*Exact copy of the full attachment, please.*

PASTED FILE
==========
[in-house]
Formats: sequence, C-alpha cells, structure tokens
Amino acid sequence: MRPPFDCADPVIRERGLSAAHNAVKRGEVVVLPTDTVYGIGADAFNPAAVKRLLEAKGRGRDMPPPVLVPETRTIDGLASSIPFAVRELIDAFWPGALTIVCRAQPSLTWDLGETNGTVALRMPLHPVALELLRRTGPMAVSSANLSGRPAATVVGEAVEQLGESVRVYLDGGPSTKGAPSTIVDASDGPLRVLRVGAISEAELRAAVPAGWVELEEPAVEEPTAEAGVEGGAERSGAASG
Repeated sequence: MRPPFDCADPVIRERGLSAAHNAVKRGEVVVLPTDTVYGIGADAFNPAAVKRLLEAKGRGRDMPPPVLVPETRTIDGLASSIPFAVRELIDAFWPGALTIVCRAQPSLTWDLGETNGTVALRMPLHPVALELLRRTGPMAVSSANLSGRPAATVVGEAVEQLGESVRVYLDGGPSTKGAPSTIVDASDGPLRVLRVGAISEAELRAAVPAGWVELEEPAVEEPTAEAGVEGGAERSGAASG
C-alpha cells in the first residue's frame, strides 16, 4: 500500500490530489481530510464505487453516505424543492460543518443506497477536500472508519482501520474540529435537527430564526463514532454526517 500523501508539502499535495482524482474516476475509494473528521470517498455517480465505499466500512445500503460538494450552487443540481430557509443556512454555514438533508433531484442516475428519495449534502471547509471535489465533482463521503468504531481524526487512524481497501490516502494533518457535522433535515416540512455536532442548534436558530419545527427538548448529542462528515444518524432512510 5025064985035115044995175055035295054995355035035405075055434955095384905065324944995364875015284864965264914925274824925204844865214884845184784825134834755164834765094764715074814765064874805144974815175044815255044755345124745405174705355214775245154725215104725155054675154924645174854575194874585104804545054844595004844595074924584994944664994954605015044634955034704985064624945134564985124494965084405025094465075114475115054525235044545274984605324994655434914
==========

[in-house]
Formats: sequence, C-alpha cells, structure tokens
Amino acid sequence: MRPPFDCADPVIRERGLSAAHNAVKRGEVVVLPTDTVYGIGADAFNPAAVKRLLEAKGRGRDMPPPVLVPETRTIDGLASSIPFAVRELIDAFWPGALTIVCRAQPSLTWDLGETNGTVALRMPLHPVALELLRRTGPMAVSSANLSGRPAATVVGEAVEQLGESVRVYLDGGPSTKGAPSTIVDASDGPLRVLRVGAISEAELRAAVPAGWVELEEPAVEEPTAEAGVEGGAERSGAASG
Repeated sequence: MRPPFDCADPVIRERGLSAAHNAVKRGEVVVLPTDTVYGIGADAFNPAAVKRLLEAKGRGRDMPPPVLVPETRTIDGLASSIPFAVRELIDAFWPGALTIVCRAQPSLTWDLGETNGTVALRMPLHPVALELLRRTGPMAVSSANLSGRPAATVVGEAVEQLGESVRVYLDGGPSTKGAPSTIVDASDGPLRVLRVGAISEAELRAAVPAGWVELEEPAVEEPTAEAGVEGGAERSGAASG
C-alpha cells in the first residue's frame, strides 16, 4: 500500500490530489481530510464505487453516505424543492460543518443506497477536500472508519482501520474540529435537527430564526463514532454526517 500523501508539502499535495482524482474516476475509494473528521470517498455517480465505499466500512445500503460538494450552487443540481430557509443556512454555514438533508433531484442516475428519495449534502471547509471535489465533482463521503468504531481524526487512524481497501490516502494533518457535522433535515416540512455536532442548534436558530419545527427538548448529542462528515444518524432512510 5025064985035115044995175055035295054995355035035405075055434955095384905065324944995364875015284864965264914925274824925204844865214884845184784825134834755164834765094764715074814765064874805144974815175044815255044755345124745405174705355214775245154725215104725155054675154924645174854575194874585104804545054844595004844595074924584994944664994954605015044634955034704985064624945134564985124494965084405025094465075114475115054525235044545274984605324994655434914